Regarding stare decisis, the second argument in favor of retaining lex loci, we have already noted that, while courts should not overrule established precedent except in compelling circumstances, the force of precedent will not hinder our rejection of a rule whose application no longer serves the ends of justice. Herald Publishing Co. v. Bill, 142 Conn. 53, 62, 111 A.2d 4 (1955). The arguments for adherence to precedent are least compelling, furthermore, "when the rule to be discarded may not be reasonably supposed to have determined the conduct of the litigants, and particularly when in its origin it was the product of institutions or conditions which have gained a new significance or development with the progress of the years." Hopson v. St. Mary's Hospital, 176 Conn. 485, 496 n. 5, 408 A.2d 260 (1979), quoting B. Cardozo, The Nature of the Judicial Process (1901) p. 151. In the present case, as in most unintentional tort cases, there is no reason to suppose that the defendant planned his conduct with the intention of availing himself of the benefits of Quebec law. "Rarely do parties contemplate the consequences of tortious conduct, and rarely if at all will they give thought to the question of what law would be applied to govern their conduct if it were to result in Injury." W. Reese, "Conflict of Laws and the Restatement Second," 28 Law Contemp. Prob. 679, 699 (1963); accord Giffith v. United Air Lines, Inc., supra, 23-24; Wilcox v. Wilcox, 26 Wis.2d 617, 622, 133 N.W.2d 408 (1965); R. Sedler, "The Governmental Interest Approach to Choice of Law: An Analysis and a Reformulation," 25 U.C.L.A. L. Rev. 181, 230 (1977). Our refusal to adhere to lex loci delicti in this case, therefore, does not defeat any legitimate prelitigation expectations of the parties founded in reliance on our prior decisions. See Hopson v. St. Mary's Hospital, supra, 495-96.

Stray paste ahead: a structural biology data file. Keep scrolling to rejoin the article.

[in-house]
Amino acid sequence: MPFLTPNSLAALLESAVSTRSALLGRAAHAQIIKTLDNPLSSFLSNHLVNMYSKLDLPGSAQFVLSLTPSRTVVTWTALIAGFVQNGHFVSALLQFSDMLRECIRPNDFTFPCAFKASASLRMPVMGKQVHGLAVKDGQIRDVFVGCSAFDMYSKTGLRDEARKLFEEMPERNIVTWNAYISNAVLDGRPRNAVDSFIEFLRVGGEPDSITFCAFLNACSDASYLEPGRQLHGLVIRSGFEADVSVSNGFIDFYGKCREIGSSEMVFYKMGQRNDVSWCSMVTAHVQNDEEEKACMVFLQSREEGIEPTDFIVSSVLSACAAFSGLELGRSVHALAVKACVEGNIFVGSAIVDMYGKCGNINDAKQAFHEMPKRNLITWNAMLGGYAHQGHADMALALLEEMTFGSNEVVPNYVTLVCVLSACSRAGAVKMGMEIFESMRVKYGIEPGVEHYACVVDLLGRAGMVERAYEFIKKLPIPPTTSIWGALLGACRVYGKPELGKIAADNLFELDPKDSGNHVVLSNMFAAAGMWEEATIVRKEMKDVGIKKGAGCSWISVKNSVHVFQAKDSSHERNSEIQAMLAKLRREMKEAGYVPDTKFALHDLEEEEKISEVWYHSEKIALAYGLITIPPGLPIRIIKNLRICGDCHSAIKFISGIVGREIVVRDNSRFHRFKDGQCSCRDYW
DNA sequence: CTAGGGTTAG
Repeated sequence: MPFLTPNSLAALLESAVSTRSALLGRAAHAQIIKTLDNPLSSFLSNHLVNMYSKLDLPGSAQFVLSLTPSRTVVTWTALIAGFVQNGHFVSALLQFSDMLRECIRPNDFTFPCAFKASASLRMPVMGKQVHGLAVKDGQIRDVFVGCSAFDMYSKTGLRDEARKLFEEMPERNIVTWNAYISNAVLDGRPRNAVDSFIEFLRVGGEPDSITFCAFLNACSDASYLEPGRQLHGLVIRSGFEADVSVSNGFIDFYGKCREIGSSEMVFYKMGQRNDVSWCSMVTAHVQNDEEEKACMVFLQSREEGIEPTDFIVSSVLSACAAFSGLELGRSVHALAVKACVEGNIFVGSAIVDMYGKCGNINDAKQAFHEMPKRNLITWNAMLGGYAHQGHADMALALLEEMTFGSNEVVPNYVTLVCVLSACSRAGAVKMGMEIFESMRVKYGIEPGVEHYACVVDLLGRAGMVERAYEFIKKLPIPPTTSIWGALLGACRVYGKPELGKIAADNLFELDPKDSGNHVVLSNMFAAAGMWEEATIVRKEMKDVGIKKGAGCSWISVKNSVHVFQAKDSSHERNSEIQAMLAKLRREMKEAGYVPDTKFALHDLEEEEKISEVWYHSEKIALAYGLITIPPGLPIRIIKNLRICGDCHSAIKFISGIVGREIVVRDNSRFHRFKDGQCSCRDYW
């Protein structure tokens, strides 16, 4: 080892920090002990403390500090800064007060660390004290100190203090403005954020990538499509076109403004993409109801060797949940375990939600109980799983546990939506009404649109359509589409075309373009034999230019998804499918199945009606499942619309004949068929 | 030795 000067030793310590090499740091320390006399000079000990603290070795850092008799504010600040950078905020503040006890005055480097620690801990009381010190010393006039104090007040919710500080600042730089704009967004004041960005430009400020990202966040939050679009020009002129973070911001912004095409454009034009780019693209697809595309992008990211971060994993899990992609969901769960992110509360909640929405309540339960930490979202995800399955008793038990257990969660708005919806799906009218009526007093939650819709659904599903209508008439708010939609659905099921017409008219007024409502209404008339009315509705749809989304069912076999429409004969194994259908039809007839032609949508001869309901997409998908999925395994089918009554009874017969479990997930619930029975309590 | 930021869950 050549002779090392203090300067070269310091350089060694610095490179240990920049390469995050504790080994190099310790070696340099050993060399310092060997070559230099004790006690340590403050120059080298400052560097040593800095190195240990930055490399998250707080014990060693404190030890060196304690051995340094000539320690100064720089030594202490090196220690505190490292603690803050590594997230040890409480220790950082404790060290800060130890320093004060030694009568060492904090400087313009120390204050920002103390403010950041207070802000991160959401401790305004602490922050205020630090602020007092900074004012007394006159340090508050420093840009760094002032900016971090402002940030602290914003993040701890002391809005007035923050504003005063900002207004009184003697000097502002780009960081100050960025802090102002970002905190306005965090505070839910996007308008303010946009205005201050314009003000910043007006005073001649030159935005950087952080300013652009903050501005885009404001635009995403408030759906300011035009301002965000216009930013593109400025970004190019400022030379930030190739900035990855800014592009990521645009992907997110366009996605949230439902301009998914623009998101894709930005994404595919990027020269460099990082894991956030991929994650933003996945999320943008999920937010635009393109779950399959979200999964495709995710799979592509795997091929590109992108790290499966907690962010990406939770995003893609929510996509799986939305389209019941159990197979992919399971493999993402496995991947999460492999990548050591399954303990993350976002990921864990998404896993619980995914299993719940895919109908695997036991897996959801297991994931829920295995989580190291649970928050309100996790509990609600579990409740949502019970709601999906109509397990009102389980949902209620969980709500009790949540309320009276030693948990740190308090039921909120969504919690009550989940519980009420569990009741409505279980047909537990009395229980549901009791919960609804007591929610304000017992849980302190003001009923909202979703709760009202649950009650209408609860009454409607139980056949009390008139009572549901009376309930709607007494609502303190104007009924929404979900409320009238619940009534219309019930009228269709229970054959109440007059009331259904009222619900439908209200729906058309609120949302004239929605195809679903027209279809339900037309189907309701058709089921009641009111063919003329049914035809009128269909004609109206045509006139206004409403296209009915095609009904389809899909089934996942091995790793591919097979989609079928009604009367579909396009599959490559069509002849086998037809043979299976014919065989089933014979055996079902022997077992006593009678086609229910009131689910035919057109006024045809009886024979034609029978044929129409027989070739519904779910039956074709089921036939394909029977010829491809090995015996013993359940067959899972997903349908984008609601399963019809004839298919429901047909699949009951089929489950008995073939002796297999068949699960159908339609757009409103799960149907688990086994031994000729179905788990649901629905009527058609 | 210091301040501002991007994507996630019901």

The third argument in favor of retention of the doctrine of lex loci is that it imparts certainty, predictability, and ease of application to choice of law rules. We do not underestimate these characteristics. "Simplicity in law is a virtue. Judicial efficiency often depends upon it." R. Leflar, "Choice-Influencing Considerations in Conflicts Law," 41 N.Y.U. L. Rev. 267, 288 (1966). The virtue of simplicity must, however, be balanced against the vice of arbitrary and inflexible application of a rigid rule. "Ease of determining applicable law and uniformity of rules of decision . . . must be subordinated to the objective of proper choice of law in conflict cases, i.e., to determine the law that most appropriately applies to the issue involved . . . ." (Citations omitted.) Reich v. Purcell, 67 Cal.2d 551, 555, 432 P.2d 727, 63 Cal.Rptr. 31 (1967). In the present case, application of the lex loci delicti doctrine makes determination of the governing law turn upon a purely fortuitous circumstance: the geographical location of the parties' automobile at the time the accident occurred. Choice of law must not be rendered a matter of happenstance, in which the respective interests of the parties and the concerned jurisdictions receive only coincidental consideration. Numerous jurisdictions have declined to apply the law of the place of injury in similar circumstances. See Fabricius v. Horgen, 257 Iowa 268, 132 N.W.2d 410 (1965); Thomas v. Hanmer, 109 App. Div.2d 80, 489 N.Y.S.2d 802 (1985); Wilcox v. Wilcox, supra. Applying the same rationale, the United States District Court for the District of Connecticut has refused to adhere to the lex loci doctrine in a case where the plaintiffs, Connecticut residents, were killed in an airplane crash in West Virginia. "In the absence of any meaningful contact between the litigation and the state of West Virginia other than, by pure fortuity, the site of the crash, it would be offensive to traditional notions of justice and normal expectations to apply West Virginia law to adjudicate plaintiffs' wrongful death claims." Halstead v. United States, 535 F. Sup. 782 (D. Conn. 1982), aff'd sub nom. Saloomey v. Jeppesen Co., 707 F.2d 671 (2d Cir. 1983).